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Zutto matta in most contexts would mean "I waited forever (lit. for quite a while/a long time)," although there are times when you can use the past form of a verb as a command, like chotto matta! or doita! doita! ("out of my way!"), but I'm not clear on the conditions when using it that way is acceptable.

Using the past form of a verb as a command sounds very strong compared with te form. (Not asking but more like ordering.)
Usually used by male, and I think it is rather an old usage though they are still in use today.

I'm also wondering in what situation/condition we can use it...
The two examples you mentioned (chotto matta! and doita doita!) are the ones most commonly used (especially "matta!"), what I can think of right now is
"kaetta kaetta!" (to drive people away, especially children)
"haitta haitta!" (come in, come in!)
"tabeta tabeta!" (to encourage someone to eat, "don't be shy, start eating!" for example)
"katta katta!" (vendors on the street to the people passing by)
... I realized that most of the time it is used in two.
:)
 

Damicci

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How about
ちょっと だめ ですね。 Meaning I can't do X.

Aさん: ディスカウントはいいですか?
Bさん: えっと、ちょっと。。。(ちょっとだめ)
Aさん: 分かりました、これがいいです。
Bさん: ありがとうございます。

I think that's right. Was a conversation from a Audio sample for Japanese Studies.
 

leonmarino

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Damicci;450704 said:
Aさん: ディスカウントはいいですか?
Bさん: えっと、ちょっと。。。(ちょっとだめ)
Aさん: 分かりました、これがいいです。
Bさん: ありがとうございます。
Hm.. I would think that instead of 「だめ」, 「むずかしい」 is more appropriate. It's from my limited personal experience in Japan though, when I asked some store clerk about something, which they declined by saying:

店員さん:「それは・・むずかしいですね・・」

At first I had trouble some trouble understanding it, because I wasn't used to not-hearing no as an answer. 😅
 

Damicci

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So here is the actual Dialogue:
お客: すみません、ちょっといいですか?

店員: はい、どうぞ

お客: この時計見せてください。

店員: どれですか?

お客: これです。これ。。。

店員: これですね、はいどうぞ。

お客: これはいくらですか?

店員: え。。こちらは1万8千円です。

お客: そうですか?これはどこの時計ですか?

店員: それはイタリアのです。

お客: あそうですか?それから、これも見せてください。

店員: あ、どうぞ、どうぞ。

お客: これはいくらですか?

店員: こちらは3万8千円。。あいいえ、いいえ、 すみません。3万円です。

お客: 3万円ですか? これはどこの時計ですか?

店員: これもイタリアのです。

お客: これもイタリアのですか?ディスカウント大丈夫ですか?

店員: ディスカウントですね、えっと、ちょっとだめですね。

お客: そうですか?はぁ、じゃこれをください。

店員: はい、ありがとうございます。
😅
 

Nagato

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In that case I think 難しい will be weird.
難しいですね。Well, that word is one of the words that Japanese use in the "ambiguous statement" (not to be rude, it's just my opinion).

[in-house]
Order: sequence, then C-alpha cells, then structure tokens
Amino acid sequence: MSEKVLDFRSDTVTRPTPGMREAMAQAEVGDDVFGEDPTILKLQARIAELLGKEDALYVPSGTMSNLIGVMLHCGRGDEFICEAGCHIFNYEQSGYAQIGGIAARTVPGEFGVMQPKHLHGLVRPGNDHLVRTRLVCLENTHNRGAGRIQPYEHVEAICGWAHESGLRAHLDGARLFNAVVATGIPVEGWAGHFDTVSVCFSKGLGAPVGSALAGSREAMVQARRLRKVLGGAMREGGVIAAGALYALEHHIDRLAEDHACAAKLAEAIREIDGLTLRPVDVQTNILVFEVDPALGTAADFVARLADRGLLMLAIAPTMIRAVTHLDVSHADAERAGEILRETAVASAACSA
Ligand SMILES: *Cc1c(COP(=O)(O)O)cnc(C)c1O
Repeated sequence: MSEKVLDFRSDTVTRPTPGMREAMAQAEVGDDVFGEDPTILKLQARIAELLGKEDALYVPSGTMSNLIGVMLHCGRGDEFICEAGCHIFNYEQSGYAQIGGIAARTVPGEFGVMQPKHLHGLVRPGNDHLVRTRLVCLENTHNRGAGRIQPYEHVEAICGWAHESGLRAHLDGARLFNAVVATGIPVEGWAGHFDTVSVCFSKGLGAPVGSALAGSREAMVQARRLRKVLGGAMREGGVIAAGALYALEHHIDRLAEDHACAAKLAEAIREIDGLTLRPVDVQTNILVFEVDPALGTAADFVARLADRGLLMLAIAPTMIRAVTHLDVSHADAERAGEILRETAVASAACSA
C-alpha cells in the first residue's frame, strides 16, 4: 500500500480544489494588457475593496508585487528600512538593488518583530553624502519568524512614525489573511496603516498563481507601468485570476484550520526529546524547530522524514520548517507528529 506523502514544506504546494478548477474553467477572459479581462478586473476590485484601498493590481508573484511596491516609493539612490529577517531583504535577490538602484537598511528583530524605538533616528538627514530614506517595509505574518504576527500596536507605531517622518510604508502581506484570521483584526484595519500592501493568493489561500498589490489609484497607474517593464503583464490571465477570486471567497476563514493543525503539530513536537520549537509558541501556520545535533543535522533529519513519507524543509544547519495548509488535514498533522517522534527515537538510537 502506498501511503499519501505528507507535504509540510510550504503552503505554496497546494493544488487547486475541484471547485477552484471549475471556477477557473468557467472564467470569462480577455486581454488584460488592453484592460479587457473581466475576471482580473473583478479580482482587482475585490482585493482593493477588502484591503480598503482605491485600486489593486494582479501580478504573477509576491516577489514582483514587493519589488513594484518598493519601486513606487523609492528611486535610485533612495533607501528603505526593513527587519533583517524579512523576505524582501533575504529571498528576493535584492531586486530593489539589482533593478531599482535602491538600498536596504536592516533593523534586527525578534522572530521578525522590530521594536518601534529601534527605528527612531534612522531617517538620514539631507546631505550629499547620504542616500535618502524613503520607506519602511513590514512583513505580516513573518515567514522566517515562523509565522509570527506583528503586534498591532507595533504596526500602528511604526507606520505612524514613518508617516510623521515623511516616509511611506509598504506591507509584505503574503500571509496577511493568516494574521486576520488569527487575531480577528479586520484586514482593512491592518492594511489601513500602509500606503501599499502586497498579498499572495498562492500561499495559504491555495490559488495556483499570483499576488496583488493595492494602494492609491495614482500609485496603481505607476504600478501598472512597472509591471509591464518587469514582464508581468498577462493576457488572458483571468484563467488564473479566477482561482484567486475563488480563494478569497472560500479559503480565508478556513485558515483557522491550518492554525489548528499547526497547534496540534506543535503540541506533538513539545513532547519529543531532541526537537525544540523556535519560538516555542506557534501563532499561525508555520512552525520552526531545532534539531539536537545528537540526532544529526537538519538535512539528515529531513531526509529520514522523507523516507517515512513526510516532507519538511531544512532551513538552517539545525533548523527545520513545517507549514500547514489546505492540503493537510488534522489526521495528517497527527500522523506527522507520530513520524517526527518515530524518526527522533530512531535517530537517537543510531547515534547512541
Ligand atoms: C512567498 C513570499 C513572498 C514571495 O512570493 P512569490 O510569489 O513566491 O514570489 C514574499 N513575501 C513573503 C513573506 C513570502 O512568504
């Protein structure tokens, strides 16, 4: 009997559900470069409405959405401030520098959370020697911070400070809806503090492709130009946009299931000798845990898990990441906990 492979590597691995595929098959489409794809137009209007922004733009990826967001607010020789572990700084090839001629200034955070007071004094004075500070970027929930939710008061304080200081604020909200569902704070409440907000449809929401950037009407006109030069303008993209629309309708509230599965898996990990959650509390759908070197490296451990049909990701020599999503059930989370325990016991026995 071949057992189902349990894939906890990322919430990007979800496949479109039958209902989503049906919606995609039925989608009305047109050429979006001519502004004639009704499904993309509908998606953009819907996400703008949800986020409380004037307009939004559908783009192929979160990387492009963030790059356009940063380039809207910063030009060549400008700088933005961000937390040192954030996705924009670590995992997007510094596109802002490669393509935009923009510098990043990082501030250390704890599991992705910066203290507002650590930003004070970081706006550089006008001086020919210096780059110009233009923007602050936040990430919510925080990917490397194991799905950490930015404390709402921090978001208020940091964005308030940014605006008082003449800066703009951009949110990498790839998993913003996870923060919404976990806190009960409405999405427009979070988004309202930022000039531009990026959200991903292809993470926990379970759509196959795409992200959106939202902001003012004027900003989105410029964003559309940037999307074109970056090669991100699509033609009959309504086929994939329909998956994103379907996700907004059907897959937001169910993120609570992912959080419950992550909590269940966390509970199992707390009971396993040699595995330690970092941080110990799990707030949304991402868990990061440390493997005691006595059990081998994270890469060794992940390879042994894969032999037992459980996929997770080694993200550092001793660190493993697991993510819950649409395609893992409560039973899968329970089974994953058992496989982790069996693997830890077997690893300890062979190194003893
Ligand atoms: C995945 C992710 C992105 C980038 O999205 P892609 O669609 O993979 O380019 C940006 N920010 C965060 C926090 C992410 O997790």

IMHO 難しい is used when people able to do the thing, but they can't do it due to their convenience.

But from the above conversation, it seems the shop assistant can't give discount, just because there is no discount for that watch. So I think, he said 「ちょっとダメですね、この時計にはディスカウントが付いていません」. To me, ちょっとだめ still sounds ambiguous, though. So, ちょっと here is used to make the statement softer (polite).
 

Glenn

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Nagato;450762 said:
...ちょっと here is used to make the statement softer (polite).

Yeah, I believe that's the crux of the matter, as well as the above ちょっといいですか. It's used to soften a request or denial, one of those roundabout ways of saying things to avoid being too direct.
 

Elizabeth

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In that case I think 難しい will be weird.
難しいですね。Well, that word is one of the words that Japanese use in the "ambiguous statement" (not to be rude, it's just my opinion).
IMHO 難しい is used when people able to do the thing, but they can't do it due to their convenience.
Convenience is what people say when something is a pain to do because it doesn't increase their physical or material comfort. Muzukashii are challenging intellectual, psychological or practical challenges or endeavors that could prove to be literally impossible for nearly anyone attempting them.

Of course there are times of overlap between these in Japanese which may sound odd in English, such as referring to something that is difficult because it is confusing or systems inefficient for users to handle as "muzukashii"
Koko no bus system ha muzukashii desu, for instance. The bus system here is difficult (to navigate, understand, get around in....etc).

ちょっと難しい to me comes across softer and more sympathetic to the buyer (Now that would be just a little difficult). than ちょっとだめ (No, I really can't....) but both are probably OK.

Sorry, I've never been insistent, or stupid and rude, enough to try to get the price reduced on anything in Japan... 😅
 

undrentide

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Very often people just say 「それはちょっと・・・」 implying it is either very difficult or almost impossible, without uttering むずかしい or だめ, expecting the other party to understand it means NO.
😅
 

Elizabeth

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undrentide said:
Very often people just say 「それはちょっと・・・」 implying it is either very difficult or almost impossible, without uttering むずかしい or だめ, expecting the other party to understand it means NO.
そうですね。これは断りの返事として受取られます。
But...but.....という感じかな。

ええ、そうですが、ちょっと。。。。
そうですね。でも。。。。

とても便利な言葉ですね。

:oops: